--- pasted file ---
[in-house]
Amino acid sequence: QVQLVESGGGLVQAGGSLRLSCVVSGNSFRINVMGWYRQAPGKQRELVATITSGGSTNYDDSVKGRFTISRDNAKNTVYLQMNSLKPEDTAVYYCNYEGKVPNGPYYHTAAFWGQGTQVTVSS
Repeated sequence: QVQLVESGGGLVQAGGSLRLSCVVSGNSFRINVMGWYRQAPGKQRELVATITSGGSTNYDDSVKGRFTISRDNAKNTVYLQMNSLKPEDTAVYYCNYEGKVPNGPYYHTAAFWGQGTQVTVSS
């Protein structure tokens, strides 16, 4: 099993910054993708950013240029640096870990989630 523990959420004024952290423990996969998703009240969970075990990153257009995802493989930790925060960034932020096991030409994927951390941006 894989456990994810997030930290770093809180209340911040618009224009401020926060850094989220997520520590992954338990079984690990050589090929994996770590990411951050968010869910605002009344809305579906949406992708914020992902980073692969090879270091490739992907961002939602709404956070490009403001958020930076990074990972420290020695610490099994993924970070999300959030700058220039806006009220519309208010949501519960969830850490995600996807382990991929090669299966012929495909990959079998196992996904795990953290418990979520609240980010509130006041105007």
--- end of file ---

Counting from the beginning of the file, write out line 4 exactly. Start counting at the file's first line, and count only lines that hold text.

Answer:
């Protein structure tokens, strides 16, 4: 099993910054993708950013240029640096870990989630 523990959420004024952290423990996969998703009240969970075990990153257009995802493989930790925060960034932020096991030409994927951390941006 894989456990994810997030930290770093809180209340911040618009224009401020926060850094989220997520520590992954338990079984690990050589090929994996770590990411951050968010869910605002009344809305579906949406992708914020992902980073692969090879270091490739992907961002939602709404956070490009403001958020930076990074990972420290020695610490099994993924970070999300959030700058220039806006009220519309208010949501519960969830850490995600996807382990991929090669299966012929495909990959079998196992996904795990953290418990979520609240980010509130006041105007």